The Debate

China’s South China Sea Project Must Not Succeed

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The Debate

China’s South China Sea Project Must Not Succeed

The international community shouldn’t quietly let China ignore the 2016 decision.

China’s South China Sea Project Must Not Succeed

The Philippine team at the Peace Palace in The Hague, Netherlands, before the start of the oral arguments in connection with the arbitration case against China on the dispute in the South China Sea.

Credit: Embassy of the Philippines, United States

It has been two years now since an arbitral tribunal ruled that the Nine-Dash Line asserted by China in the South China Sea is in violation of United Nations Convention on Law of the Sea (UNCLOS) on July 12, 2016. During this time, China has made numerous attempts – military, political and legal – to negate the effects of the arbitral award.

Immediately after the ruling, on September 12, 2016, China and Russia held “Joint Sea 2016,” a joint military exercise, off the coast of Guangdong Province in the South China Sea. Then, in May 2018, China held its biggest ever military exercise, involving a naval carrier, off the coast of Hainan Island. Rejecting the arbitral award, China is bolstering its military presence in the South China Sea. Despite Beijing’s claim that the construction of artificial islands is for peaceful purposes, Mischief Reef and Fiery Cross were equipped with jammer systems, with exclusively military application, in April 2018.

Political Maneuvers

China moved quickly to repudiate the tribunal’s ruling. Ahead of the ASEAN Foreign Ministers’ Meeting, the Chinese foreign minister traveled to Laos on July 24, 2016 to meet with the foreign ministers of Singapore, Brunei, Myanmar, Thailand, and Cambodia individually in an effort to divide ASEAN. Cambodia was promised more than $500 million in grant aid over the next three years, which was enough to convince Prime Minister Hun Sen to assert that Cambodia “does not support the arbitral award.”

At the ASEAN–China summit in Vientiane, Laos on September 7, 2016, a Chairman’s Statement was presented that specified a target deadline in the first half of 2017 for concluding consultations on a Code of Conduct outline that would be legally binding on South China Sea disputes. Yet, this target is conditional upon “circumstances without disturbances” for China, and so it has yet to be reached. The Hangzhou Summit Communiqué from the G20 held in Hangzhou on September 4 and 5, 2016 made no reference to the South China Sea arbitration award in any of its 48 paragraphs. At the same summit, only the United States and Japan mentioned the South China Sea ruling. Even the Philippines made no reference. On the other hand, Russia stated that it supported China in rebuffing the ruling.

Shortly afterwards, during a October 2016 visit, the Philippine president, Rodrigo Duterte concluded an agreement with China on 13 points covering everything from tourism to agriculture. This was accompanied by a total of $24 billion in economic cooperation, with a promise of $9 billion in loans, including $3 billion from private financial institutions. On March 17 the next year, China and the Philippines finalized a six-year plan for trade and economic cooperation. Duterte did say in a policy speech on July 25, 2016 that the Philippines “strongly affirm and respect the arbitrational tribunal’s ruling,” yet it is hard to escape the conclusion that the situation is moving in the opposite direction. After all, the Philippines was plaintiff in the case and, together with the defendant China, is obligated to implement the decision in its capacity as litigant.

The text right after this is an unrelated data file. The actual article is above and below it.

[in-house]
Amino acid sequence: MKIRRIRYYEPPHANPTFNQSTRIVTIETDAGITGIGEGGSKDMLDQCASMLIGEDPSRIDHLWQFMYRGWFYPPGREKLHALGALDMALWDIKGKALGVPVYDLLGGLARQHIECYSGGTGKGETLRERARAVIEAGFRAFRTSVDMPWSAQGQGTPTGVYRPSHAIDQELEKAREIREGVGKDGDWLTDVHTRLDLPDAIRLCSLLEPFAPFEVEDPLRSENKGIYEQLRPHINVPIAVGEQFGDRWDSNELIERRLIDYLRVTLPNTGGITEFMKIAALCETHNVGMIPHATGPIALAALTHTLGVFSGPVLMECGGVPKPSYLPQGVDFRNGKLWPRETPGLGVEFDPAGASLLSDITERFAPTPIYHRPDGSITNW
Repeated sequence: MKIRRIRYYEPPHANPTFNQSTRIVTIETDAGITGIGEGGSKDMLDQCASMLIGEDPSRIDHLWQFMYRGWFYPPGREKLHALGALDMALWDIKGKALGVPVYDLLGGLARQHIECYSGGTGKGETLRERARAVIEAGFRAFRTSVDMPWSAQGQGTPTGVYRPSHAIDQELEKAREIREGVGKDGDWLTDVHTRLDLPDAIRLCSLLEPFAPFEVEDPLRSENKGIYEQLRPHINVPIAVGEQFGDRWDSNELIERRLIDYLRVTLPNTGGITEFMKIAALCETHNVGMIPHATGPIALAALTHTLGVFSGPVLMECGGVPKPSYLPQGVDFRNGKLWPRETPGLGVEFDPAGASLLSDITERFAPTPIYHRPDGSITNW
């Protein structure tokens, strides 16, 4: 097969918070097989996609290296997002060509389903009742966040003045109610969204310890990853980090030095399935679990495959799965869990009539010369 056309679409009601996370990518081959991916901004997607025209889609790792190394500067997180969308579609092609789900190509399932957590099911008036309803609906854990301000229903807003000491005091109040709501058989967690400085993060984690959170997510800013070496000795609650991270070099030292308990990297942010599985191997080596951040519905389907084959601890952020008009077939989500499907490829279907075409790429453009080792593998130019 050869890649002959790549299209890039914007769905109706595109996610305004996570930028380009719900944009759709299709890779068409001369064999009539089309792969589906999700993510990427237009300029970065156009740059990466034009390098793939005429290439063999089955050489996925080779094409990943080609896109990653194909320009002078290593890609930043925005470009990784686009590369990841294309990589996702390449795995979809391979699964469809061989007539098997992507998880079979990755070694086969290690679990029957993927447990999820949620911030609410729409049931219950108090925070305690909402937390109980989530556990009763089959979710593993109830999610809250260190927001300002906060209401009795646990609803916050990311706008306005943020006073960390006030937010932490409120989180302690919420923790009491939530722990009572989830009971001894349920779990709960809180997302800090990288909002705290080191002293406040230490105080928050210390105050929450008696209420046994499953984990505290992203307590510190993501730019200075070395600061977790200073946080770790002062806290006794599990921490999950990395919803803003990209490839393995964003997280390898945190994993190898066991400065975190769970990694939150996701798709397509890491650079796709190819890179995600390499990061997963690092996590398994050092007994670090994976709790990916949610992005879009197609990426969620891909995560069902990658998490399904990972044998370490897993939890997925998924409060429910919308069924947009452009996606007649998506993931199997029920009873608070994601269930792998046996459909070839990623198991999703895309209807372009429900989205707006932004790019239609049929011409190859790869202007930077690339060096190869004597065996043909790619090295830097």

The China–Russia Declaration

On June 25, 2016, immediately before the South China Sea arbitral award, China and Russia issued “The Declaration of the Russian Federation and the People’s Republic of China on the Promotion of International Law.” The declaration contains the passage “The Russian Federation and the People’s Republic of China reaffirm the principle of peaceful settlement of disputes.” Despite this, China continues to disregard the arbitral award. The reason can be found in that they “express their firm conviction that States shall resolve their disputes through dispute settlement means and mechanisms that they have agreed upon.” The Philippines’s unilateral application, independent of any agreement between those involved in the dispute, falls outside this principle of peaceful settlement of disputes. Moreover, in 2018, an article of more than 540 pages titled “The South China Sea Arbitration Awards: A Critical Study” was published in the Chinese Journal of International Law. It offered extensive criticism of the award and called for it to be invalided.

Yet if China only acknowledges the peaceful settlement of disputes based on an agreement between the parties involved, then the compulsory procedures entailing binding decisions in Part XV of UNCLOS cannot apply. As a party to UNCLOS, China must acknowledge that the decision is binding in accordance with Article 296. The international community must not consent to China disregarding a binding decision, but should continue its efforts to turn the South China Sea into a peaceful sea where UNCLOS applies.

Shigeki Sakamoto is a professor at Doshisha University.